A-Lodge Vans  • Denver, CO •  15% off with code bluebird2021 (2-day minimum)

Titus Adventure Co.  • Denver, CO •  15% off with code BLUEBIRD

Escape Camper Vans  •  Denver, CO  •  Discounted rates and complimentary bedding + kitchen supplies with code BLUEBIRD

 

How to Camp in Your Car in Winter

Learn to camp in your car in winter, and you’ll be putting in first tracks all season long.

This year at Bluebird Backcountry, we’re excited to announce that we’re allowing slopeside camping in our parking lot for just $25 per night. (Season passes come with five nights free.)

Camping in your car in winter can be a great way to save money and eliminate your mountain commute. However, you’ll need a vehicle outfitted for four-season camping to do it. Here are our tips for ensuring a safe and cozy night.

 

All you need to camp in your car in winter is the right setup and a little fourth-season savvy.

Safety Considerations for Sleeping in Your Car

At Bluebird Backcountry, we’re all about safety. We can’t spend all day raving about beacon checks and helmets and then leave you out in the cold without a little risk-management talk.

So, before you camp in your car in winter, ask yourself these questions.

How Cold is Too Cold to Sleep in My Car?

This depends on your gear and your setup, but here’s some conventional wisdom to prevent sleepless nights (and hypothermia).

Trucks and SUVs

Think of your car like you would a tent. If you have a 15°F sleeping bag, your lower limit for sleeping in a car in winter should be around 15°F.

Cargo Vans

A well-insulated van without a heater is generally comfortable down to around 0°F with a good mattress, a large down comforter, and one person. With two people (twice the body heat) it’s usually comfortable to around -10°F.

Campers and RVs

Vans and campers with propane or electric heaters can be comfortable in any weather. (If you don’t have your own four-season camper, you can rent one from Native Campervans or Escape Campervans in Denver, or A-Lodge in Boulder.)

Do I Have a Backup Plan?

Even die-hard ski bums have to call in a favor when the nights get really cold. If you’re new to camping in your car in winter, have a backup plan. We recommend keeping in mind a nearby hotel you know is open late. It’s also smart to have a space blanket, extra warm layers, and a full gas tank—that way you can run the car heater for a few minutes if you wake up cold.

Of course, the best way to ensure a cozy evening is to prepare your car the right way.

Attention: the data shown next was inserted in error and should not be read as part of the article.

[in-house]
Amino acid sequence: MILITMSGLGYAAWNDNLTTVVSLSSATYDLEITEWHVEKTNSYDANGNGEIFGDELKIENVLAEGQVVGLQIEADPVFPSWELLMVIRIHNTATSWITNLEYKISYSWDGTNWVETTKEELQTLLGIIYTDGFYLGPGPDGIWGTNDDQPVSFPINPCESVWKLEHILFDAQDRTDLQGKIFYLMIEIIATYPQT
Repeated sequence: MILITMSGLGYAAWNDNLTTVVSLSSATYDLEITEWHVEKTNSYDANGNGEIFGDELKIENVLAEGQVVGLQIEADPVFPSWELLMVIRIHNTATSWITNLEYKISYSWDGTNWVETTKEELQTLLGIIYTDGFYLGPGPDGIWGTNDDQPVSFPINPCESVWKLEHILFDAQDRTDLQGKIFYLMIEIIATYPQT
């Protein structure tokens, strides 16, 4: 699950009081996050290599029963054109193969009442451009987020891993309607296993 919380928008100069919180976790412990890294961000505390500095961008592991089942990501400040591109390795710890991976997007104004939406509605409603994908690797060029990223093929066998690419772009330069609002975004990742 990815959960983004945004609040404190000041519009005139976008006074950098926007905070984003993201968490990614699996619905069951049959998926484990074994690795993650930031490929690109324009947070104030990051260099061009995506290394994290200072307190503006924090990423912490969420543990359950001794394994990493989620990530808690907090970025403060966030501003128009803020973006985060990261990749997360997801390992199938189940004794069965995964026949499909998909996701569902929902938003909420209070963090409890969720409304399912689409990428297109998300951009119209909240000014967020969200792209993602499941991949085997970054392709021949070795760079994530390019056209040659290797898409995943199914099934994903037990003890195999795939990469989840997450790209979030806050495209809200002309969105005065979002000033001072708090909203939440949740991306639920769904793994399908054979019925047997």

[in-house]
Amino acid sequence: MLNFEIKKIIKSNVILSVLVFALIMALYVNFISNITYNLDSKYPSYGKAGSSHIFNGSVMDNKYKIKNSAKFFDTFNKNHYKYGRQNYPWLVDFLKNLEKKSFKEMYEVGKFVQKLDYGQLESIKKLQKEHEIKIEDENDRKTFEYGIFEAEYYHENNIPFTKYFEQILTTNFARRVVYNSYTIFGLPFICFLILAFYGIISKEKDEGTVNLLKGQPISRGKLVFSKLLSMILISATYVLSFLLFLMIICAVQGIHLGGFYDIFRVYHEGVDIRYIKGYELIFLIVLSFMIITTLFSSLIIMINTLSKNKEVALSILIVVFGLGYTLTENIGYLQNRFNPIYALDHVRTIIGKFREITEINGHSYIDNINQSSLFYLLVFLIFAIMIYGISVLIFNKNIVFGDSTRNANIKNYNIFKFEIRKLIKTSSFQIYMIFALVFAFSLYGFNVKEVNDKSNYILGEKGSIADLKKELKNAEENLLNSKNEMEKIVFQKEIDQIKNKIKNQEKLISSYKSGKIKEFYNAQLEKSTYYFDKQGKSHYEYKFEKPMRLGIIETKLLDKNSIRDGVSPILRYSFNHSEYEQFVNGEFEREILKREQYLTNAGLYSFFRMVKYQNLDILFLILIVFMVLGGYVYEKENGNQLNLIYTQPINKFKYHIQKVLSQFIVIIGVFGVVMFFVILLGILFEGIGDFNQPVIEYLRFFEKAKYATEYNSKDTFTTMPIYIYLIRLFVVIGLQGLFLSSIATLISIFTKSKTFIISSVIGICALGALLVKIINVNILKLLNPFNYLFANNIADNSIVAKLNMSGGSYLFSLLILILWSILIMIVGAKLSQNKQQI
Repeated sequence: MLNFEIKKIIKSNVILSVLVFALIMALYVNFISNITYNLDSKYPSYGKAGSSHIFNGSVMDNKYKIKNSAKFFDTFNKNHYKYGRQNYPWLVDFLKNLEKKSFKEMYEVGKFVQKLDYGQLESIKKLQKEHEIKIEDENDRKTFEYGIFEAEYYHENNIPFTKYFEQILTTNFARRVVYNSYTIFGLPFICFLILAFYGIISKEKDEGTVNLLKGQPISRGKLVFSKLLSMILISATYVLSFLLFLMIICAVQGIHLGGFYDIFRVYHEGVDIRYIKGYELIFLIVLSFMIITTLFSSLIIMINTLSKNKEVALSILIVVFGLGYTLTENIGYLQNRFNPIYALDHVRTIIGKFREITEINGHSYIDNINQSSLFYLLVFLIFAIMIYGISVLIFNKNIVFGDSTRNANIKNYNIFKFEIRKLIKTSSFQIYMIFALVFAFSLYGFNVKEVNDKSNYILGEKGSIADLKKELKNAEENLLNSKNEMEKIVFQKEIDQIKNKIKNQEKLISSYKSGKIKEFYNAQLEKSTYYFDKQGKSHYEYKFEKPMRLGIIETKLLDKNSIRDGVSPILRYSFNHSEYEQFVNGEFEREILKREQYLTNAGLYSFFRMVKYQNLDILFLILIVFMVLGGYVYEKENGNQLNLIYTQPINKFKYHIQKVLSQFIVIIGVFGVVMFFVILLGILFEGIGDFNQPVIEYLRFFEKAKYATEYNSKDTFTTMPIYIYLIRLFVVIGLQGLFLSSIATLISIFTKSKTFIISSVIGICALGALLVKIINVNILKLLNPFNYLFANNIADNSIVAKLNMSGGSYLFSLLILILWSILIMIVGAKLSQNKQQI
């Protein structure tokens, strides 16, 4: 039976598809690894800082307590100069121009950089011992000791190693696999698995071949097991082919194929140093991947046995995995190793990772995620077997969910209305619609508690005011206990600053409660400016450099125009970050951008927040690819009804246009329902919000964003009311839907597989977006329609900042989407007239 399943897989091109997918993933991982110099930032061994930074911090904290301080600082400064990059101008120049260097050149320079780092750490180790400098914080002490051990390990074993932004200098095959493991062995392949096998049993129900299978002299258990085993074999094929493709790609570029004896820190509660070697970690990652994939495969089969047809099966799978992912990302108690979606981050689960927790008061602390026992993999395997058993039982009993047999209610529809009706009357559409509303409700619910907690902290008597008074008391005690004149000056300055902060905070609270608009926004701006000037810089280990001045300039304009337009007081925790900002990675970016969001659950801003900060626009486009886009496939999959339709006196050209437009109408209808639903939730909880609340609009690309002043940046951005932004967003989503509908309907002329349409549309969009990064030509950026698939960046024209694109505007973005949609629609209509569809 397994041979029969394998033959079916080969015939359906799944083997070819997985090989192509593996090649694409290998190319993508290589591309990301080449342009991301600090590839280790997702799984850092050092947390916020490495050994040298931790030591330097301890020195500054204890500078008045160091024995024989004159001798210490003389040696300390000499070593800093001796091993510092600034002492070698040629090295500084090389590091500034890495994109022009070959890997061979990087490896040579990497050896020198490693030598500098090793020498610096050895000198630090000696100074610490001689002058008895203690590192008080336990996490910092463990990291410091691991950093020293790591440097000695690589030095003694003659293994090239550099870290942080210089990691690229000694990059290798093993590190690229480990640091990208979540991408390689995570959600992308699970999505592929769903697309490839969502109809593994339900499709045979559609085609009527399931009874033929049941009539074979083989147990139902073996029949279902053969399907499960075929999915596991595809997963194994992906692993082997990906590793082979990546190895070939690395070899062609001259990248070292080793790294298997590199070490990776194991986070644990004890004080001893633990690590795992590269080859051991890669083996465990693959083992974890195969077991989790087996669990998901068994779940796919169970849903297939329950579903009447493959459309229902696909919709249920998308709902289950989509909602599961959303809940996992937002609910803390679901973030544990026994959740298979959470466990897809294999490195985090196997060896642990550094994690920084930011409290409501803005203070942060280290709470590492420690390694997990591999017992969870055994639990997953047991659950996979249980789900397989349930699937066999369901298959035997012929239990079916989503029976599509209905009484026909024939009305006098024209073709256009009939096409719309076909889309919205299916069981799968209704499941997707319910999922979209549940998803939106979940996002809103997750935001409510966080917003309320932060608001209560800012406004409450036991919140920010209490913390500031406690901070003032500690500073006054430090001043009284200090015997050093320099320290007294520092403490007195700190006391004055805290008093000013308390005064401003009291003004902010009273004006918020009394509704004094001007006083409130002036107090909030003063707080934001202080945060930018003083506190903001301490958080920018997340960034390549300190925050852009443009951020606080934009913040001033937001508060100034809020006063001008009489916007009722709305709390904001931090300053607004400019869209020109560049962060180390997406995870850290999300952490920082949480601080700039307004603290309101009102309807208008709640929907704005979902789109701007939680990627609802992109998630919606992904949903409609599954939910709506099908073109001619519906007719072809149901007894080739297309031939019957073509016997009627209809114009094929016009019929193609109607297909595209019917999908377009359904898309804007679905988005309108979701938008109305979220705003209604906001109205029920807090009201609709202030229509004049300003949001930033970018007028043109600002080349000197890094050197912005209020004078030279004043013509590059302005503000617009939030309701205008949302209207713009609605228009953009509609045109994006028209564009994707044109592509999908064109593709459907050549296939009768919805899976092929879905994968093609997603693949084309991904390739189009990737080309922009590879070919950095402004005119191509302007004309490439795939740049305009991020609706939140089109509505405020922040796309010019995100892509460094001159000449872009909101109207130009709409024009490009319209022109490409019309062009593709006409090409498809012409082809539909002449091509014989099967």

A camper trailer parked in the snow demonstrates how effective a propane heating system can be.
An RV or camper trailer with built-in heating is a great way to ensure four-season comfort.

Outfit Your Car for Winter Camping

Everyone has a different setup, but these basics will get you cozy in no time.

1. Fold down your back seats.

Make sure your seats fold down fully and lay flat enough to sleep on.

2. Add insulation.

Cars lose most of their heat through their windows. Trap warmth by putting a thick reflective sun shield in your front windshield, and cutting insets out of Reflectix wrap (available at most hardware stores) for your other windows. Push the insets into the windows before getting ready for bed.

 

A couple eats dinner by their car, which is insulated with silver Reflectix window insets.
Window insulation is a must to camp in your car in winter. (Twinkle lights are a close second.)

 

3. Throw in a mattress.

Car seats aren’t great insulators. For camping in your car, we recommend a 6- to 8-inch-thick memory foam mattress, which you can cut down to size with a bread knife. They’re also easy to fold up for storage. A sleeping pad rated for winter camping will also work. (Pro tip: Stack a foam sleeping pad on top of an inflatable to up the insulation value.)

4. Build your bedding.

Grab your pillows and choose the right blankets. We recommend using a sleeping bag rated to at least 0°F, or colder if you want to brave below-zero temps. A few thick down comforters can also work for temperatures around 0°F.

 

A sleeping bag and sleeping pad provide warmth in the back of an SUV.
A warm sleeping bag and a little pop-up organization go a long way. Photo: Miki Yoshihito

 

5. Pick the right pajamas.

Your skiing baselayers make great winter PJs. Most of us who frequently sleep in a car also wear a hat and thick, loose socks. (Snug-fitting ski socks can reduce your circulation while you sleep, leaving you with cold toes.)

6. Heat it up.

Before bed, blast the car’s heater so you can crawl into warm blankets. While you wait, we recommend eating a bedtime snack and brushing your teeth. Maybe even floss. (We’re all about that dental hygiene.) Be sure to turn off the car before sleep.

7. Crack your windows.

Cars can get stuffy, even in winter. We recommend cracking your front windows just an inch or so to promote air flow.

8. Dream of fresh pow.

And in the morning, shred.

 

A woman smiles in the doorway of a van amid several inches of snowfall.
Car-camping gives you front-row seats to classic Colorado powder days.